1. E. P. Gillis, K. J. Eastman, M. D. Hill, D. J. Donnelly, N.A. Meanwell, J. Med. Chem. 2015, 58, 8315-8359.
  2. E. Camerino, D. M. Wong, F. Tong, F. Körber, A. D. Gross, R. Islam, E. Viayna, J. M. Mutunga, J. Li, M. M. Totrov, J. R. Bloomquist, P. R. Carlier, Bioorg. Med. Chem. Lett. 2015, 25, 4405-4411.
  3. C. Han, A. E. Salyer, E. H. Kim, X. Jiang, R. E. Jarrard, M. S. Powers, A. M. Kirchhoff, T. K. Salvador, J. A. Chester, G. H. Hockerman, D. A. Colby, J. Med. Chem. 2018, 28, 2697-2700.
  4. C. B. Kelly, M. A. Mercadante, N. E. Leadbeater, Chem. Comm. 2013, 49, 11133-11148.
  5. G. Pattison, Eur. J. Org. Chem. 2018, 27-28, 3496-3877.
  6. W. Wan, J. Hou, H. Jiang, Y. Wang, S. Zhu, H. Deng, J. Hao, Tetrahedron 2009, 65, 4212-4219.
  7. F. W. van der Mei, C. Qin, R. J. Morrison, A. H. Hoveyda, J. Am. Chem. Soc. 2017, 139, 9053-9065.
  8. G. A. DeBoos, J. J. Fullbrook, J. M. Percy, Org. Lett. 2001, 3, 2859-2861.
  9. S. Ge, W. Chaładaj, J. F. Hartwig, J. Am. Chem. Soc. 2014, 136, 4149-4152.
  10. L. S. Dobsona, G. Pattison, Chem. Comm. 2016, 52, 11116-11119.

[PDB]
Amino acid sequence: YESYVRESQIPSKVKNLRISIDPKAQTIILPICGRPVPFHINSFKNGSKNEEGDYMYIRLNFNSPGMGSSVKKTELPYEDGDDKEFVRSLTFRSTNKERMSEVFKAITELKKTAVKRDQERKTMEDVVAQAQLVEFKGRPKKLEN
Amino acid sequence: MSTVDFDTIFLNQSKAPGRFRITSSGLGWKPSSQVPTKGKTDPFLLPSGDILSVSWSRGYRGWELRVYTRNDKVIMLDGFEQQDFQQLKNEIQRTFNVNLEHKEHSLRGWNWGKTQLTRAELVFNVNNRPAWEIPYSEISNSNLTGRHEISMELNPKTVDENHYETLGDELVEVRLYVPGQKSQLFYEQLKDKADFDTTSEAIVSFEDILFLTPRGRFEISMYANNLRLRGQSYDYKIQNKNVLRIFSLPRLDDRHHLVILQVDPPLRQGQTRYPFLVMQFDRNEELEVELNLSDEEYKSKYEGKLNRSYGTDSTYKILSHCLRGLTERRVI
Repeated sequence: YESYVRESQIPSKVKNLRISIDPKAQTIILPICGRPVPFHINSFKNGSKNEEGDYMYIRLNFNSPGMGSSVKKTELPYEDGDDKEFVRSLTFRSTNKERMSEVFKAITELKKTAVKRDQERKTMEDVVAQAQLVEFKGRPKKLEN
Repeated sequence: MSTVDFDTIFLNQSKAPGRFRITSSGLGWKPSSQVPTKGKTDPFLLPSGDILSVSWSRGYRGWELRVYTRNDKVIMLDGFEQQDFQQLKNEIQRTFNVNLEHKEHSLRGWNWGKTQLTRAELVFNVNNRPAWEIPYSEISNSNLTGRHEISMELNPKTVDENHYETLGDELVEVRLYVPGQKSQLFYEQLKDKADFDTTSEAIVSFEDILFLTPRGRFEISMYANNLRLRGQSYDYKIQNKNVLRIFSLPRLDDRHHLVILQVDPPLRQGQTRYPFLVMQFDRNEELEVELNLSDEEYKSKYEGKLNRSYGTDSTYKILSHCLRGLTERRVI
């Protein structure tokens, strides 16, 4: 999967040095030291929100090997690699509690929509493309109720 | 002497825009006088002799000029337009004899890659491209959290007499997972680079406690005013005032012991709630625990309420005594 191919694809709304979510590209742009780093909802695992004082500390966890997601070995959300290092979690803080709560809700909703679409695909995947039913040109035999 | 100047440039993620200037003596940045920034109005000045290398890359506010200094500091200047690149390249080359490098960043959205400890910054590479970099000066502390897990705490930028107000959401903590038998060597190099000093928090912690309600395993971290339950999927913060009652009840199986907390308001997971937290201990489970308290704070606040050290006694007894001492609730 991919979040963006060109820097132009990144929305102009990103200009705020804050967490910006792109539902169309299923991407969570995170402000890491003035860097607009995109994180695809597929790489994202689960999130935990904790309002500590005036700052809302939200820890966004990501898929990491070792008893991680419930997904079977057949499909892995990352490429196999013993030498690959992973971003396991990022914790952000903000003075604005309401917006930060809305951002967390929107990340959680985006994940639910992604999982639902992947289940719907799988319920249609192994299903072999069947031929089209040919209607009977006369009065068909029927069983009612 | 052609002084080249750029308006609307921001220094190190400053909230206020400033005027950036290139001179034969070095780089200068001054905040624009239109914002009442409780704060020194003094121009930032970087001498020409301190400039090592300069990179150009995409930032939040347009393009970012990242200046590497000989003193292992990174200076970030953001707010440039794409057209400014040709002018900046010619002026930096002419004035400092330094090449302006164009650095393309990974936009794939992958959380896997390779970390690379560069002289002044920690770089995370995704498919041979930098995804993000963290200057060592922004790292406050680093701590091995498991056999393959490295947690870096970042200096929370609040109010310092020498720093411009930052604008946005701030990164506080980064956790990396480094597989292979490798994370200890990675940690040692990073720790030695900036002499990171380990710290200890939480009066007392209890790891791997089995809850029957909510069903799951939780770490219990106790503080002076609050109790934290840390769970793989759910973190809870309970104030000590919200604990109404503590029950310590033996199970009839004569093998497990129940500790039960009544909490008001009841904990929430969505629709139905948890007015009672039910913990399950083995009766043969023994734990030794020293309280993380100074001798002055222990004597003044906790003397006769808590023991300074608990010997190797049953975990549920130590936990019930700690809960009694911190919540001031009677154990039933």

11. R. J. Linderman, M. S. Lonikar, J. Org. Chem. 1988, 53, 6013.
  12. J. Ichikawa, T. Sonoda, H. Kobayashi, Tetrahedron Lett. 1989, 30, 5437-5438.
  13. E. K. Raja, D. A. Klumpp, Tetrahedron Lett. 2011, 52, 5170-5172.
  14. E. Schmitt, B. Rugeri, A. Panossian, J.-P. Vors, S. Pazenok, F. R. Leroux, Org. Lett. 2015, 17, 4510-4513.
  15. L. M. Grieco, G. A. Halliday, C. P. Junk, S. R. Lustig, W. J. Marshall, V. A. Petrov, J. Fluor. Chem. 2011, 132, 1198-1206.
  16. T. L. Andersen, M. W. Frederiksen, K. Domino, T. Skrydstrup, Angew. Chem. Int. Ed. 2016, 55, 1-6.
  17. T. Brigaud, P. Doussot, C. Portella, J. Chem. Soc., Chem. Commun. 1994, 2117.
  18. H. Amii, T. Kobayashi, Y. Hatamoto, K. Uneyama, Chem. Comm. 1999, 1323-1324.
  19. G. K. S. Prakash, J. Hu, G. A. Olah, J. Fluor. Chem. 2001, 112, 355-360.
  20. K. Boonkitpattarakul, D. Soorukram, P. Tuchinda, V. Reutrakul, M. Pohmakotr, J. Fluor. Chem. 2011, 132, 987-990.